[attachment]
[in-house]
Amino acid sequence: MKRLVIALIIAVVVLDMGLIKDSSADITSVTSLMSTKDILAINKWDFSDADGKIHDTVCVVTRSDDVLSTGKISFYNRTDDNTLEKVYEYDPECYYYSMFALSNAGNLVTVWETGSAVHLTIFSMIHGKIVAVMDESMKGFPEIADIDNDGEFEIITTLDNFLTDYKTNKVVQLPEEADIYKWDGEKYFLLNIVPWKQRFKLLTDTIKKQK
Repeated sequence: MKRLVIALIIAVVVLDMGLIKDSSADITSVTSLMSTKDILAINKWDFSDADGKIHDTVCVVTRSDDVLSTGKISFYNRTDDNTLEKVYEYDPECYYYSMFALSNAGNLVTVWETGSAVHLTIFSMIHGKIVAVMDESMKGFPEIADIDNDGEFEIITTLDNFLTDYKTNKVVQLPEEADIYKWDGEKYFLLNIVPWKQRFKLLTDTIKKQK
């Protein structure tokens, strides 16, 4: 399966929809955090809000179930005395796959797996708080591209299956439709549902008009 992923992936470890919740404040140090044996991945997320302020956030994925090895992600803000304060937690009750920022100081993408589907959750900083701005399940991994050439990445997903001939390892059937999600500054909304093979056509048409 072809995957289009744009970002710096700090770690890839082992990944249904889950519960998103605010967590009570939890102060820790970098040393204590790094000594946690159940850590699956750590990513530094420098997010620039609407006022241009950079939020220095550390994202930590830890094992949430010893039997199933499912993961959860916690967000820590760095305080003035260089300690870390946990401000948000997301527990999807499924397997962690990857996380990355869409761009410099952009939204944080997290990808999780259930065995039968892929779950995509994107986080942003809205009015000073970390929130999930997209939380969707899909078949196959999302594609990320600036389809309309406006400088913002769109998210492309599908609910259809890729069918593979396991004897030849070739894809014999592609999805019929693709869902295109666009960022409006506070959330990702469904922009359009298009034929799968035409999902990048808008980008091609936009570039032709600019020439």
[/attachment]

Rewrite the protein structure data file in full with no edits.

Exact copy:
[in-house]
Amino acid sequence: MKRLVIALIIAVVVLDMGLIKDSSADITSVTSLMSTKDILAINKWDFSDADGKIHDTVCVVTRSDDVLSTGKISFYNRTDDNTLEKVYEYDPECYYYSMFALSNAGNLVTVWETGSAVHLTIFSMIHGKIVAVMDESMKGFPEIADIDNDGEFEIITTLDNFLTDYKTNKVVQLPEEADIYKWDGEKYFLLNIVPWKQRFKLLTDTIKKQK
Repeated sequence: MKRLVIALIIAVVVLDMGLIKDSSADITSVTSLMSTKDILAINKWDFSDADGKIHDTVCVVTRSDDVLSTGKISFYNRTDDNTLEKVYEYDPECYYYSMFALSNAGNLVTVWETGSAVHLTIFSMIHGKIVAVMDESMKGFPEIADIDNDGEFEIITTLDNFLTDYKTNKVVQLPEEADIYKWDGEKYFLLNIVPWKQRFKLLTDTIKKQK
């Protein structure tokens, strides 16, 4: 399966929809955090809000179930005395796959797996708080591209299956439709549902008009 992923992936470890919740404040140090044996991945997320302020956030994925090895992600803000304060937690009750920022100081993408589907959750900083701005399940991994050439990445997903001939390892059937999600500054909304093979056509048409 072809995957289009744009970002710096700090770690890839082992990944249904889950519960998103605010967590009570939890102060820790970098040393204590790094000594946690159940850590699956750590990513530094420098997010620039609407006022241009950079939020220095550390994202930590830890094992949430010893039997199933499912993961959860916690967000820590760095305080003035260089300690870390946990401000948000997301527990999807499924397997962690990857996380990355869409761009410099952009939204944080997290990808999780259930065995039968892929779950995509994107986080942003809205009015000073970390929130999930997209939380969707899909078949196959999302594609990320600036389809309309406006400088913002769109998210492309599908609910259809890729069918593979396991004897030849070739894809014999592609999805019929693709869902295109666009960022409006506070959330990702469904922009359009298009034929799968035409999902990048808008980008091609936009570039032709600019020439």